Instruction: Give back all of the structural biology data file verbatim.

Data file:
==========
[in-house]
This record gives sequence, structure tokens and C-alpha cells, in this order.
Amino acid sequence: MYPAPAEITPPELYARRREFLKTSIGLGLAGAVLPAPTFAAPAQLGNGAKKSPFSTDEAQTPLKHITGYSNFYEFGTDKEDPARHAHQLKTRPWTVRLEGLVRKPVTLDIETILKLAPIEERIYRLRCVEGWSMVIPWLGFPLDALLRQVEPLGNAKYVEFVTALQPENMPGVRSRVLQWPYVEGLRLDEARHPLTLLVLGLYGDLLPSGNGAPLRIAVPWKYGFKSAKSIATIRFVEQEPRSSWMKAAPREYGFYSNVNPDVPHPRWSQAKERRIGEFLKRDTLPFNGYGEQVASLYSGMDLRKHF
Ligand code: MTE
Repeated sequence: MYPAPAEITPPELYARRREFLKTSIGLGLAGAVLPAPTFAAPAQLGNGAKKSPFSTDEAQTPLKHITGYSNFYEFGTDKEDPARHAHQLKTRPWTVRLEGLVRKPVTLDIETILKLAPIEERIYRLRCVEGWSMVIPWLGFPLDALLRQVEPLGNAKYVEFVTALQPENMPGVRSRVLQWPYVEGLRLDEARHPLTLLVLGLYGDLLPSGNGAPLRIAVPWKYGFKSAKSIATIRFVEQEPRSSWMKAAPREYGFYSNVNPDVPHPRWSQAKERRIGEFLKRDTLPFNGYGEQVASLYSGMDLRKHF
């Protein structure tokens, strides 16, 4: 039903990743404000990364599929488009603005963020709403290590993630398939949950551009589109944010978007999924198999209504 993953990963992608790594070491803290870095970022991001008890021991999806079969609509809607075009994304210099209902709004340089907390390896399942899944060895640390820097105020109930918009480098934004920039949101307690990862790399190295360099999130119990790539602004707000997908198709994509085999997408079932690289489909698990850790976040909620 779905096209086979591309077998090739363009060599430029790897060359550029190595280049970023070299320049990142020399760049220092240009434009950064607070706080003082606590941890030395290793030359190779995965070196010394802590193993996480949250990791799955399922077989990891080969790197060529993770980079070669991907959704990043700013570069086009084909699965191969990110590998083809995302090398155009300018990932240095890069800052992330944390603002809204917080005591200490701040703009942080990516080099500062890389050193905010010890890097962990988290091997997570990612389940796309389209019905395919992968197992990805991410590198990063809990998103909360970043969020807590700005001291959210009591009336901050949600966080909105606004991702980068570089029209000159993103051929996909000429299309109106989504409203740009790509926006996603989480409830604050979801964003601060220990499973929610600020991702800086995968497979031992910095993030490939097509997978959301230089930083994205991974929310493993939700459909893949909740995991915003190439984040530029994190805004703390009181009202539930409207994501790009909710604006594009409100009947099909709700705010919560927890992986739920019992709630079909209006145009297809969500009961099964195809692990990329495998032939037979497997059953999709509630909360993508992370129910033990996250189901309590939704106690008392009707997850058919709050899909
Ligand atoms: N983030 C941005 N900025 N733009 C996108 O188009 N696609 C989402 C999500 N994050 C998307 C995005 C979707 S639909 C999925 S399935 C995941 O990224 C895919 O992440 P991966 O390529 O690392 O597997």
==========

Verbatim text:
[in-house]
This record gives sequence, structure tokens and C-alpha cells, in this order.
Amino acid sequence: MYPAPAEITPPELYARRREFLKTSIGLGLAGAVLPAPTFAAPAQLGNGAKKSPFSTDEAQTPLKHITGYSNFYEFGTDKEDPARHAHQLKTRPWTVRLEGLVRKPVTLDIETILKLAPIEERIYRLRCVEGWSMVIPWLGFPLDALLRQVEPLGNAKYVEFVTALQPENMPGVRSRVLQWPYVEGLRLDEARHPLTLLVLGLYGDLLPSGNGAPLRIAVPWKYGFKSAKSIATIRFVEQEPRSSWMKAAPREYGFYSNVNPDVPHPRWSQAKERRIGEFLKRDTLPFNGYGEQVASLYSGMDLRKHF
Ligand code: MTE
Repeated sequence: MYPAPAEITPPELYARRREFLKTSIGLGLAGAVLPAPTFAAPAQLGNGAKKSPFSTDEAQTPLKHITGYSNFYEFGTDKEDPARHAHQLKTRPWTVRLEGLVRKPVTLDIETILKLAPIEERIYRLRCVEGWSMVIPWLGFPLDALLRQVEPLGNAKYVEFVTALQPENMPGVRSRVLQWPYVEGLRLDEARHPLTLLVLGLYGDLLPSGNGAPLRIAVPWKYGFKSAKSIATIRFVEQEPRSSWMKAAPREYGFYSNVNPDVPHPRWSQAKERRIGEFLKRDTLPFNGYGEQVASLYSGMDLRKHF
């Protein structure tokens, strides 16, 4: 039903990743404000990364599929488009603005963020709403290590993630398939949950551009589109944010978007999924198999209504 993953990963992608790594070491803290870095970022991001008890021991999806079969609509809607075009994304210099209902709004340089907390390896399942899944060895640390820097105020109930918009480098934004920039949101307690990862790399190295360099999130119990790539602004707000997908198709994509085999997408079932690289489909698990850790976040909620 779905096209086979591309077998090739363009060599430029790897060359550029190595280049970023070299320049990142020399760049220092240009434009950064607070706080003082606590941890030395290793030359190779995965070196010394802590193993996480949250990791799955399922077989990891080969790197060529993770980079070669991907959704990043700013570069086009084909699965191969990110590998083809995302090398155009300018990932240095890069800052992330944390603002809204917080005591200490701040703009942080990516080099500062890389050193905010010890890097962990988290091997997570990612389940796309389209019905395919992968197992990805991410590198990063809990998103909360970043969020807590700005001291959210009591009336901050949600966080909105606004991702980068570089029209000159993103051929996909000429299309109106989504409203740009790509926006996603989480409830604050979801964003601060220990499973929610600020991702800086995968497979031992910095993030490939097509997978959301230089930083994205991974929310493993939700459909893949909740995991915003190439984040530029994190805004703390009181009202539930409207994501790009909710604006594009409100009947099909709700705010919560927890992986739920019992709630079909209006145009297809969500009961099964195809692990990329495998032939037979497997059953999709509630909360993508992370129910033990996250189901309590939704106690008392009707997850058919709050899909
Ligand atoms: N983030 C941005 N900025 N733009 C996108 O188009 N696609 C989402 C999500 N994050 C998307 C995005 C979707 S639909 C999925 S399935 C995941 O990224 C895919 O992440 P991966 O390529 O690392 O597997």